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Abdominal Ultrasound

How It Is Done

This test is done by a doctor who specializes in performing and interpreting imaging tests (radiologist) or by an ultrasound technologist (sonographer) who is supervised by a radiologist. It is done in an ultrasound room in a hospital or doctor's office.

You will need to take off any jewelry that might interfere with the ultrasound scan. You will need to take off all or most of your clothes, depending on which area is examined (you may be allowed to keep on your underwear if it does not interfere with the test). You will be given a cloth or paper covering to use during the test.

During the test

You will lie on your back (or on your side) on a padded exam table. Warmed gel will be spread on your abdomen (or back) to improve the quality of the sound waves. A small handheld unit called a transducer is pressed against your abdomen.

You may be asked to change positions so more scans can be done. For a kidney ultrasound, you may be asked to lie on your stomach.

You need to lie very still while the ultrasound scan is being done. You may be asked to take a breath and hold it for several seconds during the scanning. This lets the sonographer see organs and structures, such as the bile ducts, more clearly because they are not moving. Holding your breath also temporarily pushes the liver and spleen lower into the belly so they are not hidden by the lower ribs, which makes it harder for the sonographer to see them clearly.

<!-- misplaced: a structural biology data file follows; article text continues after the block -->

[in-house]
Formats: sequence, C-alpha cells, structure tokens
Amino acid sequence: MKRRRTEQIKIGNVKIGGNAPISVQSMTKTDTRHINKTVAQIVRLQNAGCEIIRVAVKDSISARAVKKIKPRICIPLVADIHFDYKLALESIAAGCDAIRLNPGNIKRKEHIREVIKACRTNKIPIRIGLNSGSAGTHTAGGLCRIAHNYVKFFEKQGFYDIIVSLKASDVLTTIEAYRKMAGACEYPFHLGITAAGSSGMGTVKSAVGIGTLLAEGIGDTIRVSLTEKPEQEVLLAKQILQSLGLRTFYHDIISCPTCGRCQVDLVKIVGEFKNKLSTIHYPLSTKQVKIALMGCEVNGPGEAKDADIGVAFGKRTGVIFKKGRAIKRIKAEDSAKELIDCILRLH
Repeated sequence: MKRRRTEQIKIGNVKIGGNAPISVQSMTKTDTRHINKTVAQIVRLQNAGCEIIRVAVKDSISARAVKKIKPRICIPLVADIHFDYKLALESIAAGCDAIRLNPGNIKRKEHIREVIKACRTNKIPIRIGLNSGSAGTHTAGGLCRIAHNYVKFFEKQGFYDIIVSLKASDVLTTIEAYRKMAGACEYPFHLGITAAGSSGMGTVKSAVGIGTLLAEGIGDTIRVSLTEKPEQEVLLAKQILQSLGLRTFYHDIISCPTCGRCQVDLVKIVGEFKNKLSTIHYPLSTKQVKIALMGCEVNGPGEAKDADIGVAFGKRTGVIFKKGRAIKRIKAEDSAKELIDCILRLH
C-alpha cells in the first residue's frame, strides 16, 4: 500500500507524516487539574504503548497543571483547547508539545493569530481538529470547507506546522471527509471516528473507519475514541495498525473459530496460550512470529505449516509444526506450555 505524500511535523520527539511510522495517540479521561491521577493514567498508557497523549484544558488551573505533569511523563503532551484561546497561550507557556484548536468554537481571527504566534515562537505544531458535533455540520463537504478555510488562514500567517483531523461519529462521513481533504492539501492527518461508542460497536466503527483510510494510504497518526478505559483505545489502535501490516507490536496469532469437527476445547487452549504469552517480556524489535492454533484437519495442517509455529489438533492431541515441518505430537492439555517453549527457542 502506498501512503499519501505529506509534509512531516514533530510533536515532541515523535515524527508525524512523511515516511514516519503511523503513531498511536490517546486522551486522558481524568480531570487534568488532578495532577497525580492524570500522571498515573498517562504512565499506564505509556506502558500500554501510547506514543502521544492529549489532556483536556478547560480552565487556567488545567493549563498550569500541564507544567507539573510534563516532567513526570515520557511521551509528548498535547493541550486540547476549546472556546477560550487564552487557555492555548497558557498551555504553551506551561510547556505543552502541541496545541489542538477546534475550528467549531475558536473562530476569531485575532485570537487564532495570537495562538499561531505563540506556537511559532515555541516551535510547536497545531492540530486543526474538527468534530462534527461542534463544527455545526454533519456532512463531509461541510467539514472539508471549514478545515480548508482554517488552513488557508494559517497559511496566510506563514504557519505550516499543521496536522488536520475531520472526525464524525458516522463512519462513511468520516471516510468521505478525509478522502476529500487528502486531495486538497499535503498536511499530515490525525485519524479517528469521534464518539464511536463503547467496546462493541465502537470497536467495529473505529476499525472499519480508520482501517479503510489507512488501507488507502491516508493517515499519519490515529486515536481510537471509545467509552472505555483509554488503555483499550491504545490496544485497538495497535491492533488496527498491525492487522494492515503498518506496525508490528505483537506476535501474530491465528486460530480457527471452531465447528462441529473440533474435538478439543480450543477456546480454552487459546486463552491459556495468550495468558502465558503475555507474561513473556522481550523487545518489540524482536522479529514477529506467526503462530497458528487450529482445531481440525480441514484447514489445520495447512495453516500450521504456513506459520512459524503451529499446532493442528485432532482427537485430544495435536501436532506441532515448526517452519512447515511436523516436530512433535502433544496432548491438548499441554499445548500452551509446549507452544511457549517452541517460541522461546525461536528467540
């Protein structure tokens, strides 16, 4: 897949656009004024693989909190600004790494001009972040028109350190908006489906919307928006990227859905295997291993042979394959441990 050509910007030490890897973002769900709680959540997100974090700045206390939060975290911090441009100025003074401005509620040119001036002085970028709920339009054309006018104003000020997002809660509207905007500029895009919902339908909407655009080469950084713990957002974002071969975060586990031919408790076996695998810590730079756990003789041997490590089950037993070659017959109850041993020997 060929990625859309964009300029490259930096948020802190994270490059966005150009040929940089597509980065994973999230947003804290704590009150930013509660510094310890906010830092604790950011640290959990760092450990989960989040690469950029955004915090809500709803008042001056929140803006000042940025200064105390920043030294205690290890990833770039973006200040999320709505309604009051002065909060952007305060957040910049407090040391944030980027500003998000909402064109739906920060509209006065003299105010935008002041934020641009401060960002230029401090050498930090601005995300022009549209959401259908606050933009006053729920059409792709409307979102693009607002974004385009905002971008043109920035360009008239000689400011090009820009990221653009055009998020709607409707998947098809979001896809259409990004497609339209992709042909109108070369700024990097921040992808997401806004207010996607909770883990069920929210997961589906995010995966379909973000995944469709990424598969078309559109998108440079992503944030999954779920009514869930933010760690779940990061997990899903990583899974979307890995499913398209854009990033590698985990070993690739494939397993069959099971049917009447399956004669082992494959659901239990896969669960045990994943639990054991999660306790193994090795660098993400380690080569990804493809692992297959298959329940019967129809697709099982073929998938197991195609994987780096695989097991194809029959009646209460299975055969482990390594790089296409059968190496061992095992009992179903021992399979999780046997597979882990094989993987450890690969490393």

Abdominal ultrasound usually takes 30 to 60 minutes.

After the test

You may be asked to wait until the radiologist has reviewed the information. The radiologist may want to do more ultrasound views of some areas of your abdomen.

How It Feels

The gel may feel cold when it is put on your skin unless it is first warmed to body temperature. You will feel light pressure from the transducer as it passes over your abdomen. The ultrasound usually is not uncomfortable. But if the test is being done to check damage from a recent injury, the slight pressure of the transducer may be somewhat painful. You will not hear or feel the sound waves.

WebMD Medical Reference from Healthwise

Last Updated: November 29, 2012
This information is not intended to replace the advice of a doctor. Healthwise disclaims any liability for the decisions you make based on this information.

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